What's the News:Gonorrhea
, known in earlier days as the clap, has generally been considered the training wheels of STDs: a young sailor on his first tour of duty would feel a slight burning while urination, get a big shot of penicillin in the infirmary, learn the error of his ways, and start carrying a condom in his wallet. But after years of warning that drug resistance in STDs was on the way, scientists have now found a strain of the bacterium that stands up to the usual antibiotic treatments, sparking fears that the days of easily banished gonorrhea are over. How the Heck:
The researchers found the bacterium, called H041, in the throat of a Japanese sex worker.
It was 4-8 times more resistant to the normal treatment for oral gonorrhea, which is the injectable antibiotic ceftriaxone, than more common strains. This means that it takes a lot more drug to kill it, and the antibiotic's side effects, including bursting blood cells and risk of internal bleeding, are not pleasant.
They also found that when the bacterium swapped genes with other strains of gonorrhea, their resistance increased up to 500-fold.
What's the Context:
Cases of gonorrhea that are resistant to the antibiotics usually used to treat the disease---cefixime, which is taken orally, and the injectable ceftriaxone---have been on the rise, reports MSNBC: According to the CDC, the number of samples from patients showing greater than normal resistance to cefixime grew from .2 percent in 2000 to 1.4 percent in 2010, while ceftriaxone resistance grew from .1 percent to .3.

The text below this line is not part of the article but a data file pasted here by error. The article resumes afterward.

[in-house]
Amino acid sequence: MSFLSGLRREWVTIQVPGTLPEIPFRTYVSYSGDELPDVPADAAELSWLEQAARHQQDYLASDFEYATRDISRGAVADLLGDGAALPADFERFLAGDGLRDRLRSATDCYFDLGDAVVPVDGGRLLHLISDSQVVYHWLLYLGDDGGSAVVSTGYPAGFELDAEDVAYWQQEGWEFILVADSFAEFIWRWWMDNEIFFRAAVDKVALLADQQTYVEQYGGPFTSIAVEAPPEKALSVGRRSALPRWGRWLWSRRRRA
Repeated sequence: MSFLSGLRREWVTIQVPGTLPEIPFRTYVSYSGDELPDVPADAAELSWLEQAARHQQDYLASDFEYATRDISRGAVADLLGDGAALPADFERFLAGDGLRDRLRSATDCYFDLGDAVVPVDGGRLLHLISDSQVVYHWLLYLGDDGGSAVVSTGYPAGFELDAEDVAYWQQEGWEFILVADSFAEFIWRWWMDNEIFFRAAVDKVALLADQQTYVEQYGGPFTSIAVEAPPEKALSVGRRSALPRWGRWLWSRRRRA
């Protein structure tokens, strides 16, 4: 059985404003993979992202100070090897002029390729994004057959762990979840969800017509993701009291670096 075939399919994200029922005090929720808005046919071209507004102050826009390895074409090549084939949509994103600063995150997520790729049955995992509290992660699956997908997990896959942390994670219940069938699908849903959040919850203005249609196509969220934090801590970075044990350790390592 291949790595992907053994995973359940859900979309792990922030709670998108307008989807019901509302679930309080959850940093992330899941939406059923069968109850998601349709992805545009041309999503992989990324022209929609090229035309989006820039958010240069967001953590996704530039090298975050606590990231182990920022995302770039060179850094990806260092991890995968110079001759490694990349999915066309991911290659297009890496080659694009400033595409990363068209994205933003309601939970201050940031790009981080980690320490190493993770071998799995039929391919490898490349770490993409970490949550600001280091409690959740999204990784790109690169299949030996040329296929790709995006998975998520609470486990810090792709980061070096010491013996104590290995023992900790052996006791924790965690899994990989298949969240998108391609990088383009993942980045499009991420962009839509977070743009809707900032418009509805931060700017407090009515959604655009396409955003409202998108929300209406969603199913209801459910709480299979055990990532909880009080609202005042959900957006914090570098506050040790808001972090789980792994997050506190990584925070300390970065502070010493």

This particular finding is worrisome mainly because there aren't any other well-established treatments for oral gonorrhea---because of its location, swallowing cefixime pills doesn't help.
Not So Fast:
This is certainly chilling news, especially given the strain's ability to boost other strains' resistance. But it should be considered a warning shot rather than a moment for panic.
As Maggie Koerth-Baker at BoingBoing points out, this isn't an incurable strain---just a difficult one to knock out when it's contracted orally.
Furthermore, the CDC has already begun recommending new treatments for resistant gonorrhea strains: MSNBC reports that doctors in the US are already starting to treat such cases with higher doses and new combinations of antibiotics, namely azithromycin or doxycycline in addition to the usual drugs.
Since this finding was announced at a conference, we haven't seen a full write-up of the researchers' work. Once it's published, we'll have more details about what exactly is going on with this bacterium and how it reflects the growing trend of drug-resistant pathogens---for instance, the particular genes that give it its indestructibility. This will help us figure out a way to combat it.
The Future Holds: While this isn't quite as catastrophic as many headlines are making out, it is a reminder both that unprotected oral sex is dangerous and that drug resistance is growing worldwide. As diseases we've grown cavalier about become more resistant to treatment, we may all be in for a nastier shock than that young sailor could have expected. Using a condom never looked better.
This public service announcement is still relevant today.